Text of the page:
In his latest book, renowned historian Hermann Giliomee challenges the conventional wisdom on the downfall of white rule and the end of apartheid. Instead of impersonal forces, or the resourcefulness of an indomitable resistance movement, he emphasises the role of Nationalist leaders and of their outspoken critic, Frederick van Zyl Slabbert. What motivated each of the last Afrikaner leaders, from Verwoerd to de Klerk? How did each try to reconcile economic growth, white privilege, and security with the demands of an increasingly assertive black leadership and unexpected population figures?
In exploring each leader's background, reasoning, and personal foibles, Giliomee takes issue with the assumption that South Africa was inexorably heading for an ANC victory in 1994. He argues that historical accidents radically affected the course of politics.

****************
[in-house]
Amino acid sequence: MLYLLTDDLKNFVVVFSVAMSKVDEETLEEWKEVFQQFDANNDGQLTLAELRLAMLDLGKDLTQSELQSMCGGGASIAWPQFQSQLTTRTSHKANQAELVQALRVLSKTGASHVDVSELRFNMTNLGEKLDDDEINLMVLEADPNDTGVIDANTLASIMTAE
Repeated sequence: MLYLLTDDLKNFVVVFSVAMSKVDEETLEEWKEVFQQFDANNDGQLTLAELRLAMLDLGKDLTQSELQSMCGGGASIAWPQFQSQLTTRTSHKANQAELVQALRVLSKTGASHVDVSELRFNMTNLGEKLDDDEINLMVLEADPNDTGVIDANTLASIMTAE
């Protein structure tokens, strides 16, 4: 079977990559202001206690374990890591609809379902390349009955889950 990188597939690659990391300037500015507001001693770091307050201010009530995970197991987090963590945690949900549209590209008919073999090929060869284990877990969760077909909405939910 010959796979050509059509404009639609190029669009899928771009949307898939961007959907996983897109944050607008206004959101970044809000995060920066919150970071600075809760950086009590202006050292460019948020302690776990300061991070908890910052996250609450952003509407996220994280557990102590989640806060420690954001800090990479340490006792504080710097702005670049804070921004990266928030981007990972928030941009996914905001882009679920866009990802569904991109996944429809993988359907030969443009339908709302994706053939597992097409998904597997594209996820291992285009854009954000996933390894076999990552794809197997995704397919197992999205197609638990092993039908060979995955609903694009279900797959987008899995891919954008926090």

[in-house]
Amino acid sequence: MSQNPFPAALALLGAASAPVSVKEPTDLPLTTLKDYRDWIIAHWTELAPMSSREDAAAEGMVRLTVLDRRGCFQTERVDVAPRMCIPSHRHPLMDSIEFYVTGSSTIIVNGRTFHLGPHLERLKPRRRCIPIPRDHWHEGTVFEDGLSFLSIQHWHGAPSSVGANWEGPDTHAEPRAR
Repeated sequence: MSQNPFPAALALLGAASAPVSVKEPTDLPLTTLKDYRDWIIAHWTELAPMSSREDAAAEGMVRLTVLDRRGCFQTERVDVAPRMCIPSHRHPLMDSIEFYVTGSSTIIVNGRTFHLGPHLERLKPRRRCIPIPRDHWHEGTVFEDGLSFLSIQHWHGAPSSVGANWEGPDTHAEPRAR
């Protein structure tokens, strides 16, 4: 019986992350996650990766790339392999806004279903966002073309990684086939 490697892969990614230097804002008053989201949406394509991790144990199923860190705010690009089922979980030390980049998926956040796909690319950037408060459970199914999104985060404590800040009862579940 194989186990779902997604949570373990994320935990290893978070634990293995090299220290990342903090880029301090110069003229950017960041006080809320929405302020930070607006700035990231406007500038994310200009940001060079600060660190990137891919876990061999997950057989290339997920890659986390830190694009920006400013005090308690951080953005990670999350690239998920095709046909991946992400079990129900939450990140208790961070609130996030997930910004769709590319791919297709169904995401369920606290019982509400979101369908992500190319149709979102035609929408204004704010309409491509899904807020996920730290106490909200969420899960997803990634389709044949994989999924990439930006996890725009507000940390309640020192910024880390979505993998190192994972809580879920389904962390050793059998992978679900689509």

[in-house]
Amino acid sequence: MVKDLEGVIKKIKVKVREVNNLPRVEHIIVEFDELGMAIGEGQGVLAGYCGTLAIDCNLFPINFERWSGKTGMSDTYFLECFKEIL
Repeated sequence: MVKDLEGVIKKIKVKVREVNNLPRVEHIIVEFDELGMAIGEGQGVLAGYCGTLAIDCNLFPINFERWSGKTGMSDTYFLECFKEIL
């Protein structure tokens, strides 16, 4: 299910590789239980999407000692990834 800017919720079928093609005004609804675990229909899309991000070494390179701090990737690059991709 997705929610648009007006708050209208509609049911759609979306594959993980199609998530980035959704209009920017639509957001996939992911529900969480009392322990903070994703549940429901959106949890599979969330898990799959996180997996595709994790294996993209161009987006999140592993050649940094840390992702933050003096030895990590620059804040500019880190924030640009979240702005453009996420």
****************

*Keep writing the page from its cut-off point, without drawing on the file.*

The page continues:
Drawing on primary sources and personal interviews, Giliomee offers a fresh and stimulating political history that attempts not to condemn but to understand why the last Afrikaner leaders did what they did, and why their own policies ultimately failed them.
Hermann Giliomee, Professor of History at the University of Stellenbosch, South Africa, is the editor or author of thirteen books, including Negotiating South Africa's Future and The Afrikaners: Biography of a People (Virginia). He is the founder of Die Suid-Afrikaan, an Afrikaans journal of opinion, and he has been a regular columnist for the Cape Times, Rand Daily Mail, and other periodicals.